I’m a fan of your mission at MindSite News and love that mental health in general is finally getting the attention it deserves. The level of interest from patients, insurance companies, entrepreneurs, and investors is unprecedented. If there ever were a time to rethink mental healthcare delivery, it is now.
Therefore, I was particularly dismayed by how your recent piece (A Digital Mental Health Revolution – But for Whom?) grossly misrepresented my company, Cerebral, as a “one-click platform for prescribing antidepressants.” Cerebral provides holistic mental healthcare that includes medication management as well as counseling and/or weekly therapy. Most importantly, we have demonstrated great clinical outcomes and increased care adherence across hundreds of thousands of patients by recruiting one of the most diverse groups of clinicians.
Cerebral tackles many of the other issues you correctly point out in your piece as major concerns for the field. For example, we take great pride in taking care of patients with serious mental illness, have demonstrated outcomes with bipolar patients, and are beginning to take on other challenges such as substance use disorders. 100% of our bipolar patients who require lab-monitoring receive regular labs. We are also working closely with insurance companies to emphasize preventative care for patients with suicidal ideation. We are creating new billing codes to ensure that patients are seen promptly after a hospitalization. We certainly don’t only go after “what is easy.”
I understand there is general and perhaps healthy suspicion about for-profit entities from journalists and researchers. That being said, I hope you remain fair in your questioning. For example, when academics you cite talk about what doesn’t work, ask them the same question you ask of the companies: What are their clinical outcomes? What are their wait times at their well-respected institutions? Average wait times often exceed 7 months (ours is 2 to 5 days), and the vast majority do not measure, let alone publish, their outcomes.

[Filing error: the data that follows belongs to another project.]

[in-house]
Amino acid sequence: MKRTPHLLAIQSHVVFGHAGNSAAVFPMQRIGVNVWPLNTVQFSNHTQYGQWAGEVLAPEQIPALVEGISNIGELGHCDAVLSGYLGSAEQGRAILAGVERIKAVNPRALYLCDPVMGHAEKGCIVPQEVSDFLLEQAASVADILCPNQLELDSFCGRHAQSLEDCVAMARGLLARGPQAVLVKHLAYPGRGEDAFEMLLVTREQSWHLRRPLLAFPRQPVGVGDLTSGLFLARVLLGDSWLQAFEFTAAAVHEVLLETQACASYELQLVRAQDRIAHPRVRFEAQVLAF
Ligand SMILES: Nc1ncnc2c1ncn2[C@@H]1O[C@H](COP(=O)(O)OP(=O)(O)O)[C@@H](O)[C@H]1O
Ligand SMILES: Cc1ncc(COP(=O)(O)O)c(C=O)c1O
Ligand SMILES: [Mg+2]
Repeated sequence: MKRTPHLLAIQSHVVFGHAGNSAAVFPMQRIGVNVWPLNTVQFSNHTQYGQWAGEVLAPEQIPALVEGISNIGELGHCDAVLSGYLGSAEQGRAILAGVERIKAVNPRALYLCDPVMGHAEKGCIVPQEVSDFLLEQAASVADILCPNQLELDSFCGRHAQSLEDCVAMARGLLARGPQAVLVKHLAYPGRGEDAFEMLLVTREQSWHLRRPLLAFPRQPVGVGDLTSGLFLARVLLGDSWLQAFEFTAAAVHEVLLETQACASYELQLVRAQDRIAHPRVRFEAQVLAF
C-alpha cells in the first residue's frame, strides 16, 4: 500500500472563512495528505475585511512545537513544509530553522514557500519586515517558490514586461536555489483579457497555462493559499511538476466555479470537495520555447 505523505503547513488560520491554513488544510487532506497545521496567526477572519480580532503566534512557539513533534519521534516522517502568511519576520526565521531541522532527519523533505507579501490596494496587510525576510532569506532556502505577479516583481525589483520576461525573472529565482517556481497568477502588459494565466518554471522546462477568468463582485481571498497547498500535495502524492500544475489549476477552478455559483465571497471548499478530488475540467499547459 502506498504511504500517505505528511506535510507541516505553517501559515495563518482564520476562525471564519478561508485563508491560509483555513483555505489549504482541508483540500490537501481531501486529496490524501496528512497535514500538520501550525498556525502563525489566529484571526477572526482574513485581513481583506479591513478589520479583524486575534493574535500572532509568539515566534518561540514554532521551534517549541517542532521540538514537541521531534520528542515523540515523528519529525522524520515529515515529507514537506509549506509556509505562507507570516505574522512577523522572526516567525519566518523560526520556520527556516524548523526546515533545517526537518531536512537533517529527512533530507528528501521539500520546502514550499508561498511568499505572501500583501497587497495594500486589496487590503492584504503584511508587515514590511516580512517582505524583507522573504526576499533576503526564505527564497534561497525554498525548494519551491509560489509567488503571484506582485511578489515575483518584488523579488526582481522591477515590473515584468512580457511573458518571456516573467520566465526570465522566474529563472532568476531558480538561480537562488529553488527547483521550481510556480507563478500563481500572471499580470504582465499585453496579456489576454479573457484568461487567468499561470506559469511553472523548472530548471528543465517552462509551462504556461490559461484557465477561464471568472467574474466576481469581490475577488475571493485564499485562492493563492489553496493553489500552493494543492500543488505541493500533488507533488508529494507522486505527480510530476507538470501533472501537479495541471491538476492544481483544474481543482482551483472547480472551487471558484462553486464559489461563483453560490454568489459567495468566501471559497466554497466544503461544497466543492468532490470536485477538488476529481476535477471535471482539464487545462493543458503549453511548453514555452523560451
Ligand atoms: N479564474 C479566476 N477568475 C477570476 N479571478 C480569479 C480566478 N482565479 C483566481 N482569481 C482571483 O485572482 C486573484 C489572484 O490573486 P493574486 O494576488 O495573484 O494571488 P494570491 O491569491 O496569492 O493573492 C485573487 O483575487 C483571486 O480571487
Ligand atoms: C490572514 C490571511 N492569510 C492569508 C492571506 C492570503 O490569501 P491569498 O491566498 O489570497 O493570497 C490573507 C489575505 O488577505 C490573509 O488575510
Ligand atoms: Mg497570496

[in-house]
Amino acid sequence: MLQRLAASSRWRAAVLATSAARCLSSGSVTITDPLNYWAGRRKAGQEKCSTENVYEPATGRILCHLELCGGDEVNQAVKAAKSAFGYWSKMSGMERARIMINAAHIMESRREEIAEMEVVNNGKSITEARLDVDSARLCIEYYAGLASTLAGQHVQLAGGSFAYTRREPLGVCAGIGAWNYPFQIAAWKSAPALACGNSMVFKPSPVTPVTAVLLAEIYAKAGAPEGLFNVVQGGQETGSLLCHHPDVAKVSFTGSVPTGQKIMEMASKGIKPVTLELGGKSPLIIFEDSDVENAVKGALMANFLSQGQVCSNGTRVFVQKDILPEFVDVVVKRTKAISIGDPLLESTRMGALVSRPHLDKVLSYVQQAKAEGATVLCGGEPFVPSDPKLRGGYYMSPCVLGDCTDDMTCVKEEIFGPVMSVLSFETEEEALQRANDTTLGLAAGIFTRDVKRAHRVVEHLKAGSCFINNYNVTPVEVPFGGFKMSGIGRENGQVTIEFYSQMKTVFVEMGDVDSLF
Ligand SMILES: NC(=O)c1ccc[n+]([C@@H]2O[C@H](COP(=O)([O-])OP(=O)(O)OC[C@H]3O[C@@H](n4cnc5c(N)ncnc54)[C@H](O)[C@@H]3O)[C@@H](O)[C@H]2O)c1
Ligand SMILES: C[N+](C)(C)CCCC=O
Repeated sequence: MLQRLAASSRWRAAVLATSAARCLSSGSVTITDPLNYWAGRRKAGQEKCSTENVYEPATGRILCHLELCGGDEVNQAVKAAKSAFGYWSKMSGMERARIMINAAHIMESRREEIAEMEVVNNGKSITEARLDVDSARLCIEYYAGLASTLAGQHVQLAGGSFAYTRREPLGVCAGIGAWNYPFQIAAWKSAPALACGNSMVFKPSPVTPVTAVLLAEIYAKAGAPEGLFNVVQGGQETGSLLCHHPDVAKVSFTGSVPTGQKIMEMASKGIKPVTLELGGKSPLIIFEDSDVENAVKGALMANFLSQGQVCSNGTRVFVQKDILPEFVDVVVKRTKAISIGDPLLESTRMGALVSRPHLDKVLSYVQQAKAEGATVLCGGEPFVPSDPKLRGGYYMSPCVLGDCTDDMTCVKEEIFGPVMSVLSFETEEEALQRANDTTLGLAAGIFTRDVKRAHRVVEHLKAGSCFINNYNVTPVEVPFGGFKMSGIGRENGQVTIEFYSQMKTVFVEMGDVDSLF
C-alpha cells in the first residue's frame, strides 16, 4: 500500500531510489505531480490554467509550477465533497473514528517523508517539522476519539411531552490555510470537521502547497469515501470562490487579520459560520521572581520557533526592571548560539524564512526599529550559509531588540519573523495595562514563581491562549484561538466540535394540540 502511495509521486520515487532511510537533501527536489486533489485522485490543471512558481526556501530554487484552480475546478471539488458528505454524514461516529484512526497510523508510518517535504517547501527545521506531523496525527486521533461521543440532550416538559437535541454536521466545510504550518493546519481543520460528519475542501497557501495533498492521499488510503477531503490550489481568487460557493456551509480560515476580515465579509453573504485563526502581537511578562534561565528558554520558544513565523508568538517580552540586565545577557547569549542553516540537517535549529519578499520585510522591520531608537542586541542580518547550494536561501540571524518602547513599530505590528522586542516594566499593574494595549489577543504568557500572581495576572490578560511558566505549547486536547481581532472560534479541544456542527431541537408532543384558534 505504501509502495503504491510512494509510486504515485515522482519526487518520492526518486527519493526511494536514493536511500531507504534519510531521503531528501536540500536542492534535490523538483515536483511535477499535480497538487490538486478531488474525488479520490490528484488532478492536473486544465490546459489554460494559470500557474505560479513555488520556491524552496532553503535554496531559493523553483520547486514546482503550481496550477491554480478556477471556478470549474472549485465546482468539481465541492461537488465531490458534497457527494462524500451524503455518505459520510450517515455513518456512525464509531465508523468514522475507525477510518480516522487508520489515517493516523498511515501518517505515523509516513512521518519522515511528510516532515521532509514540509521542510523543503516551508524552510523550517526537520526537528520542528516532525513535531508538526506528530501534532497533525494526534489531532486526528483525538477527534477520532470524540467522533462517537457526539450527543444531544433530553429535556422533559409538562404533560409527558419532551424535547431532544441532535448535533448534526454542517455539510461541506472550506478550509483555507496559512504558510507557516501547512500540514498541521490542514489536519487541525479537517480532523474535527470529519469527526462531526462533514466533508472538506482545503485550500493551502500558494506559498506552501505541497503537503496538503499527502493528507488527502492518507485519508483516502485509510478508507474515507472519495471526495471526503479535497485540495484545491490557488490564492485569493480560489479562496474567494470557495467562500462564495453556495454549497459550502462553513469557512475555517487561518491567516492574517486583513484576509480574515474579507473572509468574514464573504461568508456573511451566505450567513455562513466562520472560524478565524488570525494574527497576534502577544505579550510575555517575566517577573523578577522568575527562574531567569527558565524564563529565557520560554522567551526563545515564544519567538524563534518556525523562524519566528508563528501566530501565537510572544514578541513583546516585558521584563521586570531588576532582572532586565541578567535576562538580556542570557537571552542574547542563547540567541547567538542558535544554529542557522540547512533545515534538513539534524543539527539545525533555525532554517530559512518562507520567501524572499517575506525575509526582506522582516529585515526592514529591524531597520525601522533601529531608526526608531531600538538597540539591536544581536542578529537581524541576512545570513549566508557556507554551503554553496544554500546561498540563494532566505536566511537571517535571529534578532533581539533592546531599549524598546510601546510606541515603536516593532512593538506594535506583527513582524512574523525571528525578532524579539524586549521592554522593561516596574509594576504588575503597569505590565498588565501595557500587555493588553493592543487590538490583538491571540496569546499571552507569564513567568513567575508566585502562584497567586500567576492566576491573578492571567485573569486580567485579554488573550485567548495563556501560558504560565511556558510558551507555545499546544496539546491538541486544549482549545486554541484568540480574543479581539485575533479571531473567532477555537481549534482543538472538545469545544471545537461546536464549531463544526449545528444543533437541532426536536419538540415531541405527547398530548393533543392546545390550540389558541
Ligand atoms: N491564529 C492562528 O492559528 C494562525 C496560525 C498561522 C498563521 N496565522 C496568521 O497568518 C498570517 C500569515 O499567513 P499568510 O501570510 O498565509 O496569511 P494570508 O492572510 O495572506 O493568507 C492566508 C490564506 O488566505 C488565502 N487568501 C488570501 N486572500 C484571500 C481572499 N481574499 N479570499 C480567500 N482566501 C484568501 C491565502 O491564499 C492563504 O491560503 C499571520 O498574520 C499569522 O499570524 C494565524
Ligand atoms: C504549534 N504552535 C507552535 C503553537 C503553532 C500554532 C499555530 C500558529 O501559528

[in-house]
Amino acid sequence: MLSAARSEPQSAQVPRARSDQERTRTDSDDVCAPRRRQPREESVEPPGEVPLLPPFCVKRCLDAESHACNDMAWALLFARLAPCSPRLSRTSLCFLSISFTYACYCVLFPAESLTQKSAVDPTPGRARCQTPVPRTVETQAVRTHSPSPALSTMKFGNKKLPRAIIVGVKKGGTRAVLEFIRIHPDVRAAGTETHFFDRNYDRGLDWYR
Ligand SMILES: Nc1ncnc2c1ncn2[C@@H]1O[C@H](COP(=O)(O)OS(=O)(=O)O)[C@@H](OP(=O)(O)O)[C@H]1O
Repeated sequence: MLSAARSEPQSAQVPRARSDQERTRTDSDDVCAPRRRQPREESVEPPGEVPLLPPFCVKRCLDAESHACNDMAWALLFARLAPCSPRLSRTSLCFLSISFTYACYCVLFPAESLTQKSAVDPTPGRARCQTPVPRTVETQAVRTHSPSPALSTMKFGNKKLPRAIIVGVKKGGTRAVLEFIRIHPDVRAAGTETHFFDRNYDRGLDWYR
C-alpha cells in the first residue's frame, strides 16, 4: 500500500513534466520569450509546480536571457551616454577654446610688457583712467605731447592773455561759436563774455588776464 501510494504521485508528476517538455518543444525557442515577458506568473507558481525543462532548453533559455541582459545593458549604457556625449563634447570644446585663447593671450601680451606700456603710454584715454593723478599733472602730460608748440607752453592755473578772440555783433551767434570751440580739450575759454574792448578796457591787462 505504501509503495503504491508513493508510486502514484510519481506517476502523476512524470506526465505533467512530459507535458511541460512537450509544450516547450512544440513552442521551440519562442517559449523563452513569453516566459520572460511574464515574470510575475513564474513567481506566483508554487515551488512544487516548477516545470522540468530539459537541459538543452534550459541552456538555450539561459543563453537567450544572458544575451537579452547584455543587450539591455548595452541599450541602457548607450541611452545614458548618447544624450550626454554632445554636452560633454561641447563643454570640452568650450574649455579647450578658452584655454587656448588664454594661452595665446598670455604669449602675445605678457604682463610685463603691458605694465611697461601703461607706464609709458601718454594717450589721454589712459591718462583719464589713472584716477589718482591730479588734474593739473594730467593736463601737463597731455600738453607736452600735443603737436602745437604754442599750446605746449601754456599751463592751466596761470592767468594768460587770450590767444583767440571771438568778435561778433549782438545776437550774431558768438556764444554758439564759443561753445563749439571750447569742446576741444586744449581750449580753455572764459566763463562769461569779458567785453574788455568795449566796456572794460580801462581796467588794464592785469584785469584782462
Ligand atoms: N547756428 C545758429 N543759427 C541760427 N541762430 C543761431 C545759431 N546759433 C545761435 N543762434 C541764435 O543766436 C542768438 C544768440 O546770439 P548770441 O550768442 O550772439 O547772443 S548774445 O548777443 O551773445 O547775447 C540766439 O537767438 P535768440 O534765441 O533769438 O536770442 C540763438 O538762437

Patients who are willing to pay $300 an hour or more jump the line while the rest suffer. During training, I once dared to ask for evidence that a specific therapy was effective, and was told by a prominent Harvard psychiatrist, “your evidence-based psychiatry ideas are all bullshit, we don’t need to measure things here.” This field is not healthy, and innovation is part of the solution. I consider myself a clinician first, and I trust that we share the same global mission of moving the field of mental healthcare forward for patients. I do hope we focus on what matters the most: quick access to care and excellent clinical improvement for patients. Thanks for listening.
David Mou, MD, Chief Medical Officer, Cerebral
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